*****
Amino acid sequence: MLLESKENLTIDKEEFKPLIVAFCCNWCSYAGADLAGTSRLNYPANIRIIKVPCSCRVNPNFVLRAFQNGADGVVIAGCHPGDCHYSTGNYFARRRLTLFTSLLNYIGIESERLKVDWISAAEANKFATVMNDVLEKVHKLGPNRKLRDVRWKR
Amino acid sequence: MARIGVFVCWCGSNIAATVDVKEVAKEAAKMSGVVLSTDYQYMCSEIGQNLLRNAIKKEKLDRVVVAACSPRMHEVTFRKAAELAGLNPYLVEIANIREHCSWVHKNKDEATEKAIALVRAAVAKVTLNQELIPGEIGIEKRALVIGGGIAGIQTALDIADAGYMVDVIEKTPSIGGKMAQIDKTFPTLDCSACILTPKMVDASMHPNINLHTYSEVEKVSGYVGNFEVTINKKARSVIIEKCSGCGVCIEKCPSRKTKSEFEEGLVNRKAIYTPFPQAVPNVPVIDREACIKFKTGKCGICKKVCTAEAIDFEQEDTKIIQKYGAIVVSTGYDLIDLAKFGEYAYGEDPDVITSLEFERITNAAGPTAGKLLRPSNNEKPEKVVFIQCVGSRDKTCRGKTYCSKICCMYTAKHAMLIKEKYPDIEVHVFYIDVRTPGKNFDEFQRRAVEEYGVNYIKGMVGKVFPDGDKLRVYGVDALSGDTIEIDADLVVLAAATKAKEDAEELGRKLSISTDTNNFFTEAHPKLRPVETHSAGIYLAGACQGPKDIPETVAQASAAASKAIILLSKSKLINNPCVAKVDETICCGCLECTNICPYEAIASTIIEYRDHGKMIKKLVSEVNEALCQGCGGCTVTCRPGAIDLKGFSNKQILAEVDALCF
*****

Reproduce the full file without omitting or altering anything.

Amino acid sequence: MLLESKENLTIDKEEFKPLIVAFCCNWCSYAGADLAGTSRLNYPANIRIIKVPCSCRVNPNFVLRAFQNGADGVVIAGCHPGDCHYSTGNYFARRRLTLFTSLLNYIGIESERLKVDWISAAEANKFATVMNDVLEKVHKLGPNRKLRDVRWKR
Amino acid sequence: MARIGVFVCWCGSNIAATVDVKEVAKEAAKMSGVVLSTDYQYMCSEIGQNLLRNAIKKEKLDRVVVAACSPRMHEVTFRKAAELAGLNPYLVEIANIREHCSWVHKNKDEATEKAIALVRAAVAKVTLNQELIPGEIGIEKRALVIGGGIAGIQTALDIADAGYMVDVIEKTPSIGGKMAQIDKTFPTLDCSACILTPKMVDASMHPNINLHTYSEVEKVSGYVGNFEVTINKKARSVIIEKCSGCGVCIEKCPSRKTKSEFEEGLVNRKAIYTPFPQAVPNVPVIDREACIKFKTGKCGICKKVCTAEAIDFEQEDTKIIQKYGAIVVSTGYDLIDLAKFGEYAYGEDPDVITSLEFERITNAAGPTAGKLLRPSNNEKPEKVVFIQCVGSRDKTCRGKTYCSKICCMYTAKHAMLIKEKYPDIEVHVFYIDVRTPGKNFDEFQRRAVEEYGVNYIKGMVGKVFPDGDKLRVYGVDALSGDTIEIDADLVVLAAATKAKEDAEELGRKLSISTDTNNFFTEAHPKLRPVETHSAGIYLAGACQGPKDIPETVAQASAAASKAIILLSKSKLINNPCVAKVDETICCGCLECTNICPYEAIASTIIEYRDHGKMIKKLVSEVNEALCQGCGGCTVTCRPGAIDLKGFSNKQILAEVDALCF